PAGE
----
Seniors and Technology

In their lifetimes, today’s seniors have witnessed some of the most incredible technological advancements in history; space shuttles, televisions, computers, the Internet, cell phones and more. Even so, the rapidly advancing technology scene of the past few years can seem intimidating and cause many seniors to shy away from using the latest devices and tools – specifically computers and the internet. In 2012, the Pew Research Center found that 41 percent of seniors do not go online at all.

There are multiple reasons seniors want or have to stay out of the loop when it comes to the internet. Two out of every five seniors say they have some sort of physical challenge or disability that makes reading more challenging, which makes reading a small screen even more difficult. Some seniors have skeptical attitudes about the Internet – 35 percent of older non-users do not believe they are missing out on important information. Another reason seniors are not online is because they believe they will have difficulties learning to use the internet. 77 percent said they would need someone to help them through the process.

Although a large amount of seniors are still offline, Pew Research Center also found that 59 percent of seniors do go online, which was a 6 percent increase from 2011. Even though seniors are not as likely to go online as the rest of the population, once they decide to use the internet, the majority adopt it into their everyday lives. 47 percent of seniors have a high-speed broadband connection at home, and 71 percent go online every day or almost every day.

The majority of seniors that are online are in their early 70s or younger. Among 75 to 79 year olds, internet usage drops to 47 percent. Internet usage in seniors tends to mirror that of the general population. Those seniors with a higher income and with a college degree are much more likely to go online than those with a lower income and no college degree. Younger seniors (65 to 69) are also more likely to use social networking sites compared to those over 80.

Watch the trailer for “Cyber-Seniors,” a documentary directed by Saffron Cassaday about seniors and technology.

Staying Connected

One of the greatest advantages of technology is that it gives one the ability to connect with people from anywhere in the world. This can be especially helpful for seniors who live alone and want to stay connected with their family and friends. Seeing a loved one’s face on a video call and sharing photos through social media can help prevent isolation and depression ­– two common problems among aging seniors. Of those older adults who use social media sites, 81 percent say they socialize with others on a daily or near-daily basis. In comparison, 63 percent of those not online say they socialize on a daily basis.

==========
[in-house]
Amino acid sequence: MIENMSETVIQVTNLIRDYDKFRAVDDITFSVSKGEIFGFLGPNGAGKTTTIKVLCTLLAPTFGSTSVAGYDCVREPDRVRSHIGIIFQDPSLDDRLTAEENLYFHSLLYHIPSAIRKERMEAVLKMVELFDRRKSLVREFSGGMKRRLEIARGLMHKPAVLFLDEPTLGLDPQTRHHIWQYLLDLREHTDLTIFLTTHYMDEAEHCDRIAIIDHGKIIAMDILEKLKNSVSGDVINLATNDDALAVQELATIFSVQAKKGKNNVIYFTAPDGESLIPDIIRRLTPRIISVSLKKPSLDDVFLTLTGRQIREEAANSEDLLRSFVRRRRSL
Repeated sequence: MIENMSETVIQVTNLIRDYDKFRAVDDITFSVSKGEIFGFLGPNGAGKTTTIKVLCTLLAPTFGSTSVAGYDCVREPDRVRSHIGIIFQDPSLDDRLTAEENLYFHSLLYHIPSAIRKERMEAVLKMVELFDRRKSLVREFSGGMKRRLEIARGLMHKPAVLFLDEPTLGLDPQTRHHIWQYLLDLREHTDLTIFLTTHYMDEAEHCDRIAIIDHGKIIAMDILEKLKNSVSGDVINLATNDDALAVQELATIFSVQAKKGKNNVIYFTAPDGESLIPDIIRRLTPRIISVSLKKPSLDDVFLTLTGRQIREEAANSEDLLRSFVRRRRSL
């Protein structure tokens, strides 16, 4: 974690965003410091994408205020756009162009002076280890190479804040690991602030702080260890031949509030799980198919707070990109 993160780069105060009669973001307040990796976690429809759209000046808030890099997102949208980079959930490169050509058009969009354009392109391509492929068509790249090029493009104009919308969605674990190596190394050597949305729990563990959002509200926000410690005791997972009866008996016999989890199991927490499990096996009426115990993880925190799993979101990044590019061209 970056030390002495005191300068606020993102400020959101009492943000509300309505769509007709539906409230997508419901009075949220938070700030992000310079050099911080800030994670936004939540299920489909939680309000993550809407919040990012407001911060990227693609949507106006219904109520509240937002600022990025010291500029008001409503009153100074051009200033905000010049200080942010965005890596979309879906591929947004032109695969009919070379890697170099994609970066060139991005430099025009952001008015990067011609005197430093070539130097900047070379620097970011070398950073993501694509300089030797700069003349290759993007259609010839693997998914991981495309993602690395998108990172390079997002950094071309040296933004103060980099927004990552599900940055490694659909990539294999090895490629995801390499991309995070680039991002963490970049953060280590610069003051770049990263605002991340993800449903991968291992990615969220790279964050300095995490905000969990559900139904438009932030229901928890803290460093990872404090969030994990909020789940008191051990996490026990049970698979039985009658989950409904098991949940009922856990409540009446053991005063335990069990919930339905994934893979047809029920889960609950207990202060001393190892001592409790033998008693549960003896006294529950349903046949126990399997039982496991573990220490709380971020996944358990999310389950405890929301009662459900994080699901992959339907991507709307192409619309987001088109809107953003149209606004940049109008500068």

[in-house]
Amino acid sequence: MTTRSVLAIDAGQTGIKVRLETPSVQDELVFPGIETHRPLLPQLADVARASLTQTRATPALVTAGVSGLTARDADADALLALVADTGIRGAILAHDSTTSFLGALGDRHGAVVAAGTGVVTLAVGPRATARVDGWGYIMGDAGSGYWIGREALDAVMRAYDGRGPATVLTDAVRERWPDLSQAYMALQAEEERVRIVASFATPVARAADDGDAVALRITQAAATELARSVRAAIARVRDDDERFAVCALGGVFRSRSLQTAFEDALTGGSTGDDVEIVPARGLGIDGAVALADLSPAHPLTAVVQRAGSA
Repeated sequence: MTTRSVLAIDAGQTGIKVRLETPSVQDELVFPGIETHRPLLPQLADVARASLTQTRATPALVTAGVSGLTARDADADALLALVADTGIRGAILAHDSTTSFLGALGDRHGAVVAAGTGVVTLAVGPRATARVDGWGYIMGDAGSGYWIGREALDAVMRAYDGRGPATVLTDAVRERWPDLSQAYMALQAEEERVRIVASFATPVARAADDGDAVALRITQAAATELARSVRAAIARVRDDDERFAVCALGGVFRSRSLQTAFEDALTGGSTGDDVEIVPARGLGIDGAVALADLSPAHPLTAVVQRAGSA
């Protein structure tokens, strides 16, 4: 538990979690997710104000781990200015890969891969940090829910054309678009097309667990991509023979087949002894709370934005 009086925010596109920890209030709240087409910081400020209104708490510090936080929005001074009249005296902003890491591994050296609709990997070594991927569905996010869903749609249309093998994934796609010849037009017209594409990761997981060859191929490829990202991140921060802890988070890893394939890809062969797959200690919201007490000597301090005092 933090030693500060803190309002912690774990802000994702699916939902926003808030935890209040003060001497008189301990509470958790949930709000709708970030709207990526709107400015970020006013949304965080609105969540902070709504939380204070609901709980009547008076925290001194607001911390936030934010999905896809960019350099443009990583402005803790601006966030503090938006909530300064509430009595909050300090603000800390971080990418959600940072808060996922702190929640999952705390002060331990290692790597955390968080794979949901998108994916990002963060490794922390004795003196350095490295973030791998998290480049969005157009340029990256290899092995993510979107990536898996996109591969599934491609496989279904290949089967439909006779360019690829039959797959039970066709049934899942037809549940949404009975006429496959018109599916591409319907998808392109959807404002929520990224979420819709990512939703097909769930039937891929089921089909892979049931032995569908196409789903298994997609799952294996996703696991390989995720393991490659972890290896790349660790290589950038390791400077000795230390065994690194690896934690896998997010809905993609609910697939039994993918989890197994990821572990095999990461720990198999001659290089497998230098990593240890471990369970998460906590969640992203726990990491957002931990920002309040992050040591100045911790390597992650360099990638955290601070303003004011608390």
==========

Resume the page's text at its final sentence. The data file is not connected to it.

Smartphones and tablets can also provide helpful healthcare information for seniors. With many seniors taking multiple medications daily, new apps that send reminders and refill alerts can help seniors manage their medications. Other apps and health information tracking systems allow seniors and their family members to keep track of medical records and physician contacts. The informational benefits of the internet are not lost on seniors – 94 percent agree that the internet makes it easier to find information today than in the past.

Studies show that seniors are more likely to adopt new technology into their lives if a family member offers to help them shop for the device and learn to use it. Of the seniors who go online but do not use social networking sites such as Facebook, 56 percent said they would need assistance if they wanted to use these sites to connect with friends or family members. Seniors can also take advantage of classes offered specifically to their age group that teach them the ins-and-outs of smartphones, tablets or computers. These classes are usually offered locally at libraries, senior centers and colleges.


According to research by Michigan State University, tablets are a leading component to helping seniors cross the digital divide. They are easier for seniors to hold and view than a smaller smartphone. Shelia Cotten, an MSU professor of media and information, also said that many seniors have trouble using computers that require a mouse.

“The dexterity required to control a mouse is really hard for some older adults,” Cotten said. “A certain level of muscle control is needed. And some older adults have shaking issues, in addition to muscle-control issues in their hands and arms.”

Currently, nearly 27 percent of seniors own a tablet, an e-reader, or both. Cotten also contributed the rising popularity of tablets among seniors to the simplicity of use, which is especially helpful for those without computer experience.

“For the most part they are pretty easy to operate,” she said. “You don’t have to click on 12 different things to do what you want to do. It helps to ease their tech anxiety.”

 Written by Amada contributor Taylor French.

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